US President Donald Trump put his extraordinary gamble with North Korea's Kim Jong Un to the test on Tuesday, sitting for unprecedented and surreal talks with the rogue kingdom's despotic leader in what he hopes will amount to a historic breakthrough.
Trump and Kim signed what the US President called a "very important document" at the conclusion of their landmark talks.
Trump said it was a "pretty comprehensive document," but didn't offer details on what it contains.
He said he would discuss it "at great length" at an upcoming news conference and indicated it would be made available publicly.
Trump said he'd developed a 'special bond' with Kim.
The two men -- both intent on making history -- greeted each other with extended hands in front of a row of US and North Korean flags, a previously unthinkable sight that reflects a new chapter in the two countries' acrimonious relationship.
"We had a really fantastic meeting. A lot of progress," Trump told reporters three hours later after sitting for a series of talks and a working lunch. "Really very positive. I think better than anybody could have expected."
"Top of the line," Trump said. "Really good."
Earlier in the day, Trump predicted an eventual agreement on Pyongyang's nuclear weapons, a gut-level assessment Trump had claimed he would make within the first minutes of the meeting.
"Excellent relationship," he said.
Trump's threats to politely walk out of the meeting if his expectations were unmet did not materialize. Instead he predicted he could "solve a big problem, a big dilemma" alongside his new partner.
"Working together, we'll get it taken care of," Trump said.
The remarks came amid an improbable series of events that few could have anticipated even three months ago. The unlikely images of US and North Korean counterparts engaging in friendly dialogue lent the day an air of unreality. In a detailed menu, the White House said the men were served Häagen-Dazs vanilla ice cream for dessert.
Other developments fueled that impression. Minutes before the historic handshake, Trump tweeted that his top economic adviser Larry Kudlow had suffered a heart attack. Immediately after the encounter, Dennis Rodman -- one of the only Americans to have met Kim -- was openly weeping while being interviewed by CNN's Chris Cuomo.
Even Kim seemed to acknowledge the surreality of the day.
"Many people in the world will think of this as a (inaudible) form of fantasy ... from a science fiction movie," his translator was overheard saying as the two leaders walked down a white-columned colonnade.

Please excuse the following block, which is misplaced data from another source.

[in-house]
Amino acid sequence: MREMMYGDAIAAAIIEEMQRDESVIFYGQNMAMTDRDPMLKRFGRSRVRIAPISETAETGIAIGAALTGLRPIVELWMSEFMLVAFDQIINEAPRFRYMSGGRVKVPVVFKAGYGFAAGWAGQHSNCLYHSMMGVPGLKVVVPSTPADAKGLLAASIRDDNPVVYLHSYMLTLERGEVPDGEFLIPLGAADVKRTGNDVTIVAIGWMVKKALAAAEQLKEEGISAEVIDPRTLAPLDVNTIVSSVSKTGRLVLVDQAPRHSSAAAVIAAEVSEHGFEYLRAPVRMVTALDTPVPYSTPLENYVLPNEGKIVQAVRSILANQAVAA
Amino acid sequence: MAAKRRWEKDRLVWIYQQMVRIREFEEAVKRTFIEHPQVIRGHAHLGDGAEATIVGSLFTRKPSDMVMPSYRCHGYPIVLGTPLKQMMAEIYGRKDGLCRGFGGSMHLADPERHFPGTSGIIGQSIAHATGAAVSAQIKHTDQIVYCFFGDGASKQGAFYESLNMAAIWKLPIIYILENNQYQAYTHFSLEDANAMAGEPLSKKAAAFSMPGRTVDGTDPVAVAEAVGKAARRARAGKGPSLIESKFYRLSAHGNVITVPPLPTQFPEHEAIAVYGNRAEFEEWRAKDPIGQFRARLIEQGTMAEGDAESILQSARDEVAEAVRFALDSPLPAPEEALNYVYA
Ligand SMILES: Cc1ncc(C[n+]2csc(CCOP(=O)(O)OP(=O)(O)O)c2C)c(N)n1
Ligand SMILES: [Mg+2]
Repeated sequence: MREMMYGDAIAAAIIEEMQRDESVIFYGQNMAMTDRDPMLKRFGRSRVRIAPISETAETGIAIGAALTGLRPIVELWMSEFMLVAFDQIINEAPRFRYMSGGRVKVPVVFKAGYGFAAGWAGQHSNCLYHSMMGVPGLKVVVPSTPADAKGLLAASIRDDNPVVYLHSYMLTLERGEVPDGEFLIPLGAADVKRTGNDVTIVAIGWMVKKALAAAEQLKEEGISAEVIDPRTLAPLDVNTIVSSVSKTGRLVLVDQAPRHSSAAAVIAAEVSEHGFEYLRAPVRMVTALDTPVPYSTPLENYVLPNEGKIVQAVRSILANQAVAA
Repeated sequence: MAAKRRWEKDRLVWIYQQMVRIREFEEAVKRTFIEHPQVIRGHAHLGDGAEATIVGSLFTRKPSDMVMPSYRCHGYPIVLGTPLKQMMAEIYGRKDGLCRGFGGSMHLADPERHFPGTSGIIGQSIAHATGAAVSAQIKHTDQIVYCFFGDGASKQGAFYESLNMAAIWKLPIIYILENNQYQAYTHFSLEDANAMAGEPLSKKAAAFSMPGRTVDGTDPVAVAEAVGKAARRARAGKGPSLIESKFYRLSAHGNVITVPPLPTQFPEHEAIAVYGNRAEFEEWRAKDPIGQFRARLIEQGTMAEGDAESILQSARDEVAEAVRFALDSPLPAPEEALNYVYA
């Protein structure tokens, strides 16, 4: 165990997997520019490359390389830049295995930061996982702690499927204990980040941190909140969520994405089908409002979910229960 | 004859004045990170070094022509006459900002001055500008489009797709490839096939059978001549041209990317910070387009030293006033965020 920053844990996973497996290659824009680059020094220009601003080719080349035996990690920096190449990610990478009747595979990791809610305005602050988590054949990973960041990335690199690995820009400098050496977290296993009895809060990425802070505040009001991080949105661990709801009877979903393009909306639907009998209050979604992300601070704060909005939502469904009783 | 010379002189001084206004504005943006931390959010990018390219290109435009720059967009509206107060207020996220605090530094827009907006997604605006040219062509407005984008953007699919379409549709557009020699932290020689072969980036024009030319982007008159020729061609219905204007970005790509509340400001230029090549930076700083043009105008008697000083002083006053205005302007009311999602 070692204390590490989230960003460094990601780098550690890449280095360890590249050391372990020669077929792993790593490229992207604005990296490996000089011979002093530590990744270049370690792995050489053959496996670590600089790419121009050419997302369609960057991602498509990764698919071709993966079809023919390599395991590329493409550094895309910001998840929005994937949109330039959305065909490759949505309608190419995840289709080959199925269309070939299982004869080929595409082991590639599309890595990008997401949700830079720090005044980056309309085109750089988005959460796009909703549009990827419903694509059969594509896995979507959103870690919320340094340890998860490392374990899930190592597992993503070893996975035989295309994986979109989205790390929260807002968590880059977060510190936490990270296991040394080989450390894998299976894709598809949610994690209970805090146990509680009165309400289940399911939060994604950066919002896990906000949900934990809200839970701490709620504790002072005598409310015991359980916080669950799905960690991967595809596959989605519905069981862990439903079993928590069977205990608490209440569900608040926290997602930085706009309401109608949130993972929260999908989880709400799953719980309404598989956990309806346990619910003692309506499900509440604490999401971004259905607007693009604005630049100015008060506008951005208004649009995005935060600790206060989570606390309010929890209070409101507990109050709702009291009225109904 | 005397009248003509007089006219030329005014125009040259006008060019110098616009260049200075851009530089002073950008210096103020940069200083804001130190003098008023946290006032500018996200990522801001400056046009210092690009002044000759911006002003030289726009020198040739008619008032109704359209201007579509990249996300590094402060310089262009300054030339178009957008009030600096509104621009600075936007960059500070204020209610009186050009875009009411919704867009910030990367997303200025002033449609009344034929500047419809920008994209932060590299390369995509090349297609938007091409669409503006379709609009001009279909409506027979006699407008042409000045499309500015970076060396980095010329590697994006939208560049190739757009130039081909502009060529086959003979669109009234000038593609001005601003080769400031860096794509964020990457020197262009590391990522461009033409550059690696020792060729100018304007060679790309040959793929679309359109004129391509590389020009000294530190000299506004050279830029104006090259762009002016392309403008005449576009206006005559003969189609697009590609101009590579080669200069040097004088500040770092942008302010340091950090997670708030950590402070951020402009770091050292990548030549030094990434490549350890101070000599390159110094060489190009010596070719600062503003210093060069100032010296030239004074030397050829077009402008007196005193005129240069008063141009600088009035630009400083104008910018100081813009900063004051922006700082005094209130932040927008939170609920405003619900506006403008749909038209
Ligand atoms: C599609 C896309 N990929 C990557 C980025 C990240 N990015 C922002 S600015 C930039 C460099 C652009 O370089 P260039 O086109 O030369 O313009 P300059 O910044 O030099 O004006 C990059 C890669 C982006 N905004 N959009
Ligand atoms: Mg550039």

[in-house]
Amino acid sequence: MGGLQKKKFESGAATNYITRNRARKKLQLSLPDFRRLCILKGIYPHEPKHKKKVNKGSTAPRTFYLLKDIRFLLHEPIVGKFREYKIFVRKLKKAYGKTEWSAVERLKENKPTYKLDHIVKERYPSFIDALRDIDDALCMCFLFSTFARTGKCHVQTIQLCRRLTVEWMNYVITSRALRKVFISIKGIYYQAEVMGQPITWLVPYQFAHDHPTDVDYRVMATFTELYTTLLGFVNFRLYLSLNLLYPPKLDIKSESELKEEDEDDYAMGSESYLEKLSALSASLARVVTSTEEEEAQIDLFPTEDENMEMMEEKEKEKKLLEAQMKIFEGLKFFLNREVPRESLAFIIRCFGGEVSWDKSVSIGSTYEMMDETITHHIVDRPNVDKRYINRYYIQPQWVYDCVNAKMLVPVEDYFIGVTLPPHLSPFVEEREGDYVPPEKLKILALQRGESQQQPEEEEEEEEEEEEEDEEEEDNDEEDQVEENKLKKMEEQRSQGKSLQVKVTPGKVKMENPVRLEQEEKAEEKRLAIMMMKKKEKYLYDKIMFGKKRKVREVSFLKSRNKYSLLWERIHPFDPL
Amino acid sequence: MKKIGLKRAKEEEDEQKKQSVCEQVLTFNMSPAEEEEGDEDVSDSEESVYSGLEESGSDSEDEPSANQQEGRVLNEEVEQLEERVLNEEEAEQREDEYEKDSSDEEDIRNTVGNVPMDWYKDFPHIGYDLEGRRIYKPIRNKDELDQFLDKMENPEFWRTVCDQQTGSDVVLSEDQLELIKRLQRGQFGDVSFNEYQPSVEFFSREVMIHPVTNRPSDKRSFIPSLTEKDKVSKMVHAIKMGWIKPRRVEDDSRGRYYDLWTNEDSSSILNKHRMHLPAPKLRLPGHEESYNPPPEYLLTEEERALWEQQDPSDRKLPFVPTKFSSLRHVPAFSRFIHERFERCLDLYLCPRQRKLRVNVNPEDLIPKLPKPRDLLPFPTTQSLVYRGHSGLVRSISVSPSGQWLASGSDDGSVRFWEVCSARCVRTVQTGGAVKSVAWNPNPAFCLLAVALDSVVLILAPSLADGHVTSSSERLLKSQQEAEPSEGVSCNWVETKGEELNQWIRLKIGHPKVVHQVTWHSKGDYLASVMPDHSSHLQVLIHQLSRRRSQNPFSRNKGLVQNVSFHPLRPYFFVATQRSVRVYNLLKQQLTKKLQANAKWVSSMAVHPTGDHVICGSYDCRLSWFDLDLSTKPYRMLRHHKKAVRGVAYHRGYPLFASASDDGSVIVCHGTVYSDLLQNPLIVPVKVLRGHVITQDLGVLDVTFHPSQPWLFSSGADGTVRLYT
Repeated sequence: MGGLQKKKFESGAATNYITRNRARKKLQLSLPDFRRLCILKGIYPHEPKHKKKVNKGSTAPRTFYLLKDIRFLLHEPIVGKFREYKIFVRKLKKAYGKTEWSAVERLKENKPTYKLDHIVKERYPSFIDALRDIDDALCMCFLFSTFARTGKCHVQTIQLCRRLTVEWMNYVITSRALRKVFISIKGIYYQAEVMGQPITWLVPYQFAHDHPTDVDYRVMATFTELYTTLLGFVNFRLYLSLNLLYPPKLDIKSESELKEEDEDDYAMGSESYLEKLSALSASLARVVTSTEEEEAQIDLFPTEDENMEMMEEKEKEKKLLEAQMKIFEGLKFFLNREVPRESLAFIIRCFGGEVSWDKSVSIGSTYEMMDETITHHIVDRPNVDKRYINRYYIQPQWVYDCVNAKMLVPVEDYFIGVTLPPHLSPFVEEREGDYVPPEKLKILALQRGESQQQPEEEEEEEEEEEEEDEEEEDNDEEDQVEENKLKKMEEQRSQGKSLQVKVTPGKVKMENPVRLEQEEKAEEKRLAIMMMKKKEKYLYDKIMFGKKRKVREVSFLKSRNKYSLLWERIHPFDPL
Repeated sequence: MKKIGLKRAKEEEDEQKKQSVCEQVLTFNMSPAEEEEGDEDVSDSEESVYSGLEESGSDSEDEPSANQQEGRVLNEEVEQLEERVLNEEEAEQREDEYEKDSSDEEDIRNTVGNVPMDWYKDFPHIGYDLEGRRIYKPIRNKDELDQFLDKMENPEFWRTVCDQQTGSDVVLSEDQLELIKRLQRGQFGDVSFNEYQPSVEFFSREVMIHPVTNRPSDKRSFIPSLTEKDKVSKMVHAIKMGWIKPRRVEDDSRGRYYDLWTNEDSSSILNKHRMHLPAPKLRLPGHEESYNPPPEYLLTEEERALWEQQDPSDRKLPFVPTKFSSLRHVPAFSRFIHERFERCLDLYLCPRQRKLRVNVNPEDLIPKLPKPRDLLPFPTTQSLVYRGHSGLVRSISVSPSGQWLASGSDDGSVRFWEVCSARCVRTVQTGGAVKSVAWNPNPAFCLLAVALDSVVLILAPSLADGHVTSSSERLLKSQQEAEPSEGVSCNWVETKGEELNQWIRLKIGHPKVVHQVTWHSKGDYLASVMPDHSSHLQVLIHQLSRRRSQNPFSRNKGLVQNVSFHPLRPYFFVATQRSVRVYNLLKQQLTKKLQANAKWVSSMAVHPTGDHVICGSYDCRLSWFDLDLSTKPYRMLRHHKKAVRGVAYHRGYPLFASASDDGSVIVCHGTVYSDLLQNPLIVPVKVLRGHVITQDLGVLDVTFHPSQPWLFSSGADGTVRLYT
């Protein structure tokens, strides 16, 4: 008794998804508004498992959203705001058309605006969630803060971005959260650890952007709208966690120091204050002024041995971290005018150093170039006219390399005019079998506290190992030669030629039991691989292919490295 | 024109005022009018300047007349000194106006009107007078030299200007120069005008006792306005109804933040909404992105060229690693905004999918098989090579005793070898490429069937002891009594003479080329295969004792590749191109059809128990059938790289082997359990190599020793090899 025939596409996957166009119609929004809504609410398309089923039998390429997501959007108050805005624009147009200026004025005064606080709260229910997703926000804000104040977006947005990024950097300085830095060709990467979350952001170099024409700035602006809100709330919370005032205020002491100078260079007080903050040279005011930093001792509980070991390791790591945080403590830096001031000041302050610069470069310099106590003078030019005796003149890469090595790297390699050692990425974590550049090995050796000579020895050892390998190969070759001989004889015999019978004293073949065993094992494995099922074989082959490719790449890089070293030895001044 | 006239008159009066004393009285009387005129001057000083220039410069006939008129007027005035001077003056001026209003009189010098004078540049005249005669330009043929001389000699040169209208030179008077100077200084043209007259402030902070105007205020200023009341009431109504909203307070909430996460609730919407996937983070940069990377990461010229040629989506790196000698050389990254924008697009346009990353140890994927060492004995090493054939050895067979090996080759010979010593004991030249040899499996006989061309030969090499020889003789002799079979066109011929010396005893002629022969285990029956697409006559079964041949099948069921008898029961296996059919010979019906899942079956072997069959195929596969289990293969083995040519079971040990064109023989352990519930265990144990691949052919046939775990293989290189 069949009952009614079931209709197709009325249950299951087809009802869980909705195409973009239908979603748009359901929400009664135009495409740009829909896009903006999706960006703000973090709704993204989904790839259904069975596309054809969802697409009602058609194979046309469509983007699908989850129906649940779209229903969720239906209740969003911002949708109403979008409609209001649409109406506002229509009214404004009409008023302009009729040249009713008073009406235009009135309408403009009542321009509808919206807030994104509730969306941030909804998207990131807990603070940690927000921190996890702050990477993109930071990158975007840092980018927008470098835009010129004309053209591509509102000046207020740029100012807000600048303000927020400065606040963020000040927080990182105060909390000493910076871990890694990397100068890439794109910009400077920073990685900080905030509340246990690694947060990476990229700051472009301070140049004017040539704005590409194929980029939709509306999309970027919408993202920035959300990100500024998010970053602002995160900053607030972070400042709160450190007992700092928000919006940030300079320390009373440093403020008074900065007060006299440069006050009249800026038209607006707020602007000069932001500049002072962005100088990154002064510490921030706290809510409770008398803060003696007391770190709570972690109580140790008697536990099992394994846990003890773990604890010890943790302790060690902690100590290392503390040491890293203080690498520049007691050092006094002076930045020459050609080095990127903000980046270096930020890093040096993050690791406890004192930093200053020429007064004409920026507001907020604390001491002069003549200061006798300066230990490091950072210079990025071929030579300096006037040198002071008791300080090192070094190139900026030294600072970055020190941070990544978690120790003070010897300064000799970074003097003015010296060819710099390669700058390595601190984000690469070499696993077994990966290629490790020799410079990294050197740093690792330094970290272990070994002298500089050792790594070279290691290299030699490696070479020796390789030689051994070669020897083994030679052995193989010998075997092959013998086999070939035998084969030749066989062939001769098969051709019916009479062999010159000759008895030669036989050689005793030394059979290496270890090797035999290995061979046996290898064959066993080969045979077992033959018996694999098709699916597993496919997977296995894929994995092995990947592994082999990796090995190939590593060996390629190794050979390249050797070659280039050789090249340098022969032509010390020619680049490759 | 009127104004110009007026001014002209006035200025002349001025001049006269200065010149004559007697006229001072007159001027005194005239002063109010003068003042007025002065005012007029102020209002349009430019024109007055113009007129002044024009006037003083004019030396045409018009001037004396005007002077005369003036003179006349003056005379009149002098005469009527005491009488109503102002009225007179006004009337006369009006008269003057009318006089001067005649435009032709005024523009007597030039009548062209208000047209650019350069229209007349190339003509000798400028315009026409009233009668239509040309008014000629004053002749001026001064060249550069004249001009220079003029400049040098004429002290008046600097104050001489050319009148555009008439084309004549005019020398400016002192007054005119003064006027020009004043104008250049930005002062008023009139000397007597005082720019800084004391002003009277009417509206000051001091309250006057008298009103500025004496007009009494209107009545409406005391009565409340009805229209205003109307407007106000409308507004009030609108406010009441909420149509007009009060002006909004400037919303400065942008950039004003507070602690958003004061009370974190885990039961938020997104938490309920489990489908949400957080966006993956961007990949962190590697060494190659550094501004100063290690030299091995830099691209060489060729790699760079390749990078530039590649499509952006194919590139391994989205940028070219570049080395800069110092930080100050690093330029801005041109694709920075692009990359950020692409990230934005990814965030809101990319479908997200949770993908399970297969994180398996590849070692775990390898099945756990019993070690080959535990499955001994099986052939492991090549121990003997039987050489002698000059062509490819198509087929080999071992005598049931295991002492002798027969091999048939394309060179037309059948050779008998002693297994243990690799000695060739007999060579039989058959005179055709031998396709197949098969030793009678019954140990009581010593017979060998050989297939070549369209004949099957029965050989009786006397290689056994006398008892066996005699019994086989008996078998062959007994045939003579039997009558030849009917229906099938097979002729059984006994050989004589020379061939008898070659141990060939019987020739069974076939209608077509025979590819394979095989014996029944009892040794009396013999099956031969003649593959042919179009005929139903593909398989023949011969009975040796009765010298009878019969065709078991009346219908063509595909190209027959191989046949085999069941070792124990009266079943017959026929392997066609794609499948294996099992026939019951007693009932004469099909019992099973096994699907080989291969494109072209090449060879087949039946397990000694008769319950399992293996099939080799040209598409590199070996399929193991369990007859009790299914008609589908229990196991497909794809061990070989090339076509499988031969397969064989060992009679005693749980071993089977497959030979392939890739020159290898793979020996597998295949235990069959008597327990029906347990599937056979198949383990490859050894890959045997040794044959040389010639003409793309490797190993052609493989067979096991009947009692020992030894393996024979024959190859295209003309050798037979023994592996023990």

The day began with Trump patting Kim on the back and placing his hand on the North Korean's shoulder as they walked into their first meeting. Their body language was openly friendly, a striking warmth given Kim's iron grip on power and dismal record on human rights. Trump's move to meet him attracted fierce criticism for normalizing a regime routinely called out for its human rights abuses, that over years has built an image of fearsome renegade regime, throwing around threats of nuclear war.
"I feel really great. We'll have a great discussion," Trump said at the beginning of the talks.
Speaking through an interpreter, Kim alluded to the longstanding enmity between his country and the United States.
"It has not been easy to come to this point," Kim said, according to a CNN translation of his remarks. "For us the past has been holding us back, and old practices and prejudices have been covering our eyes and ears, but we have been able to overcome everything to arrive here today."
Trump nodded in agreement.
The meeting comes only months after the two men traded nuclear taunts, ratcheting up tensions and leading to fears of war.
Whether nuclear disarmament is indeed the outcome of Tuesday's summit won't be known for years, if not decades. But the dramatic act of extending his hand to one of America's longtime adversaries will forever illustrate Trump's gut-driven, norm-shattering tenure.
After the men shook hands, they repaired inside for one-on-one talks. In that first meeting they were joined only by translators, a break from standard practice of having at least one aide present for high-stakes huddles.
Later in the day, advisers joined the talks for a larger bilateral session and a working lunch. Trump was joined by Secretary of State Mike Pompeo, chief of staff John Kelly, national security adviser John Bolton and the US Ambassador to the Philippines Sung Kim, who has lent his Korea expertise to the talks.